Early 19th century: 15 1/2 x 15 1/2 (39.4 x 39.4 cm)
Whitework sampler floral design with scalloped edges. See detail here: Link


1550–1599: Brocaded Panel Fragment, Ottoman Turkish; Made in Brusa, Turkey. Silk; 49 1/2 x 26 1/8 in. (125.7 x 66.4 cm)
The ogival lattice pattern of this luxury fabric is quite typical of Ottoman Turkish taste, as is the profusion of finely drawn tulips, rosebuds, irises, narcissi, and carnations adorning each gold-ground compartment. The gold bands forming the lattice hold scrolling vines and tulips. The purple ground of the fabric is uncommon, probably because of the costly nature of the purple dye, which was derived from murex shells. Link


17th century: Mughal period (1526–1858) Islamic; Attributed to India. Silk and cotton; L. 125 in. (317.5 cm) W. 27.00 in. (68.6 cm)
One of the key elements of dress at the Mughal court was the patka, a sash or girdle tied around the waist with the ends hanging loose in front. The sash's end panels were usually decorated, since they were visible. Less elaborate decoration or even plain ground was used for the broad expanse of fabric in between, the area customarily gathered and hence concealed. To the sash were attached various accessories such as daggers and thumb rings.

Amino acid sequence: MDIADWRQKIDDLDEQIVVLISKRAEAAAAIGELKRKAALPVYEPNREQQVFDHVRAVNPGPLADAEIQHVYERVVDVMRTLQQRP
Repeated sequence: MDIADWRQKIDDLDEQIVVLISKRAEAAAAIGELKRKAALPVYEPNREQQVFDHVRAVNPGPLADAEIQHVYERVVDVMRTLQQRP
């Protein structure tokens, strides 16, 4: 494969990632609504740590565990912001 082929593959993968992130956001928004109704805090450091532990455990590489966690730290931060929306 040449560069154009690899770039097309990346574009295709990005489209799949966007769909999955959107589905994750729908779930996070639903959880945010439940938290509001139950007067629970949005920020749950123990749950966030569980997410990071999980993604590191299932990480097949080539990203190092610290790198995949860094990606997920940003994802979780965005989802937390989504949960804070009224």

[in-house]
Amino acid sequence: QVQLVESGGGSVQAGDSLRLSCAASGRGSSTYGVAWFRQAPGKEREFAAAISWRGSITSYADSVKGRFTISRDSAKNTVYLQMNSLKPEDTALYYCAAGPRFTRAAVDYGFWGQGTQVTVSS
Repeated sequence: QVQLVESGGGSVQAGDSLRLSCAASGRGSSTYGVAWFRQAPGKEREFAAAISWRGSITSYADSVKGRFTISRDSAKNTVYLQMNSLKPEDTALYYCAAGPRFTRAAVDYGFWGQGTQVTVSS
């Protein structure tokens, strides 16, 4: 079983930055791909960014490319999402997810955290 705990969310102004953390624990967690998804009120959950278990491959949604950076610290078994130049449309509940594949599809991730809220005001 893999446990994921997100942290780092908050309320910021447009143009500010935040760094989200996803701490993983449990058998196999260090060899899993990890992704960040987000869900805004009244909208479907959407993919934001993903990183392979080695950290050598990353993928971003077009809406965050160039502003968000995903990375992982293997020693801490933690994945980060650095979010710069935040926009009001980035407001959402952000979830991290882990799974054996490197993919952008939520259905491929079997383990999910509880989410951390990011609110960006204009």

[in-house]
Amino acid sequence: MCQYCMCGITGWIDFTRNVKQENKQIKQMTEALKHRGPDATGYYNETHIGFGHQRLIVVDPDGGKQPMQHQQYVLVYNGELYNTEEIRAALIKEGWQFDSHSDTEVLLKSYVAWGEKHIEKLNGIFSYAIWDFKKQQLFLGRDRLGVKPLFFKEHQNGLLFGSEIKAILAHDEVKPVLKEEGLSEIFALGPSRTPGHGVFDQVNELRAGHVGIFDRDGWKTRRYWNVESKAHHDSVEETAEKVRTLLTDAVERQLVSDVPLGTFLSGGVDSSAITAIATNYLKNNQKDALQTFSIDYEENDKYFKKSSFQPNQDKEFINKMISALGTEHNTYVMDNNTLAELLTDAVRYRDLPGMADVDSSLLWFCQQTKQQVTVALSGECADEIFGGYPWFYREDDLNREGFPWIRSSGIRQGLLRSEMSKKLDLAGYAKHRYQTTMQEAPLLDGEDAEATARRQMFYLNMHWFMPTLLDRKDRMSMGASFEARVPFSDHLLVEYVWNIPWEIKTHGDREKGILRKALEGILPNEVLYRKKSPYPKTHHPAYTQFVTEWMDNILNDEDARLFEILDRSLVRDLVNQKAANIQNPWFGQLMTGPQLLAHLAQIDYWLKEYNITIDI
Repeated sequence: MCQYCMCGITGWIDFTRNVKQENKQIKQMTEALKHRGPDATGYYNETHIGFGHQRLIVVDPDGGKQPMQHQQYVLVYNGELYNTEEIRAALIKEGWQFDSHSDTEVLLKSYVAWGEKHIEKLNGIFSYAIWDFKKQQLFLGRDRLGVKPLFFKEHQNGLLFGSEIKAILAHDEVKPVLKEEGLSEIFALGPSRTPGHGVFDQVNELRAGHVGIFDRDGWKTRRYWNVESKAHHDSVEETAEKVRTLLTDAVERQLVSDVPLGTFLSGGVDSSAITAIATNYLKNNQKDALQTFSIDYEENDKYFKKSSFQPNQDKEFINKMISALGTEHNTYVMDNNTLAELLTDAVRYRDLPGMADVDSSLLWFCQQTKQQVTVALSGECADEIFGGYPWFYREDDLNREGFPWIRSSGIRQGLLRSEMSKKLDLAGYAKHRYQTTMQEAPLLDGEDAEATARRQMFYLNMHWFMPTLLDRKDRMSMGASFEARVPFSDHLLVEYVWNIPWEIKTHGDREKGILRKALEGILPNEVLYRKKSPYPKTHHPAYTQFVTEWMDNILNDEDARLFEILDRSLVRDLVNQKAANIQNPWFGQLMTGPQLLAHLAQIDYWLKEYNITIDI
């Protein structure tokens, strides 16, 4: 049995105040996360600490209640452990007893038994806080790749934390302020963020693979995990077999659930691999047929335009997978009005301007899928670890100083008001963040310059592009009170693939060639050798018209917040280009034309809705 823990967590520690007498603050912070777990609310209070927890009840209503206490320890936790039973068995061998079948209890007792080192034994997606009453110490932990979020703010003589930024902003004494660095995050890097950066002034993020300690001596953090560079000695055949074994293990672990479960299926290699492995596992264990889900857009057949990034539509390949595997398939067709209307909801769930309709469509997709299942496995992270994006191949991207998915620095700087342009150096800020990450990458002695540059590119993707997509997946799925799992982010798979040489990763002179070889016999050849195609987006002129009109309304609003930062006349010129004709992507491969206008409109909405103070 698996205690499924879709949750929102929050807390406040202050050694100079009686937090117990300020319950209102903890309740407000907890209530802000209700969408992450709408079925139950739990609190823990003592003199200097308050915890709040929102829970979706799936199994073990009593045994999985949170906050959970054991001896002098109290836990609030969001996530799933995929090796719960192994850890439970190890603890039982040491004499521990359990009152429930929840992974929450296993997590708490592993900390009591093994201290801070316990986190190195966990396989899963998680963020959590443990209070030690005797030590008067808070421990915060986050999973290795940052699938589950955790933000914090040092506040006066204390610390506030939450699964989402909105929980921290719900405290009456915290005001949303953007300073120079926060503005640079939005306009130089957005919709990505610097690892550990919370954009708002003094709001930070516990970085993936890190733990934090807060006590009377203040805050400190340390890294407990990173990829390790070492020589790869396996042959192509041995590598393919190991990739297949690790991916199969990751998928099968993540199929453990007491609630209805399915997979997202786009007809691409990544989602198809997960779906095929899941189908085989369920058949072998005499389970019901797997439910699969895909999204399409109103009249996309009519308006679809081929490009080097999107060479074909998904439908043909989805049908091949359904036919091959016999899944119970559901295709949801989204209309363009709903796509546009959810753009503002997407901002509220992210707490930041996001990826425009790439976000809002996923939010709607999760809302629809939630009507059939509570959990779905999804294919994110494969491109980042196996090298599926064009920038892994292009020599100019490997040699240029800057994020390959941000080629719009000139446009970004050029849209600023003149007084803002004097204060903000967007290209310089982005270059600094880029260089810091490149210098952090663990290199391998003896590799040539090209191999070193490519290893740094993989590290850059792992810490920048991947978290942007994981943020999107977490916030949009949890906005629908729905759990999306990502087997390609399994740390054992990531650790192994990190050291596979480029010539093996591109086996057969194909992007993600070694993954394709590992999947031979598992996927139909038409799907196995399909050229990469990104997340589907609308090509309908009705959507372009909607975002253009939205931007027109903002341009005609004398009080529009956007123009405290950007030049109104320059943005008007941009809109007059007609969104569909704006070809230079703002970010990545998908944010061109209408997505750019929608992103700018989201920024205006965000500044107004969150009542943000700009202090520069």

Here, the decoration, applied mostly in a chain stitch, is confined to a narrow border of blossoms and reciprocal vines that outlines the piece and to the end panels, where eight delicate identical flowers gently twist and sway. Both the use of flowers in profile and the colors (red, white, yellow, and mint green) hark back to the style made popular under Shah Jahan. Link


1951: Joseph Cornell diary describing and illustrating the constellation Cassiopeia. Link

Ossabaw Island dead tree

1964: 1 photographic print, b&w ; 13 x 9 cm., on card 21 x 13 cm.
Photograph of a tree on Ossabaw Island Strengell used as part of [Marianne Strengell] her sources material for her textile designs. Identification (handwritten): #1 This is my favorite "Old age". Please treat it kindley. Link

Toying with Japan

"1877-1942: The Ningyo-Do Bunko Database has released a collection of more than 100 albums of late 19th to early 20th century watercolour sketches of toy designs. All the images of the toy designs can be found from the sixty albums in the Kyosen Guangucho section of the website." Link

(Link and info via BibliOdyssey)


"2008: This nautical doorstop is based on a 'Monkey's Fist' knot, which was tradtionally used to throw the moaring rope from ship to shore. Individually crafted from 18mm Manila rope by a knotting enthusiast in Suffolk." Link


"Egypt, Akhmin, Graeco-Roman period, 3th/4th century: Linen and wool, slit tapestry weave. 31.8 x 15.2 cm (12 1/2 x 6 in.)" Link

The Warping Room

"1862-1963: The Warping Room of a Textile Mill at Columbia, South Carolina" Link

Steamer taking on ice, in Taku Bay

"1895: Wilson, Veazie. Photograph album of Alaskan views." Link

Ice Falling from a Lofty Berg

"1862: After icebergs with a painter : a summer voyage to Labrador and around Newfoundland / by Louis L. Noble." Link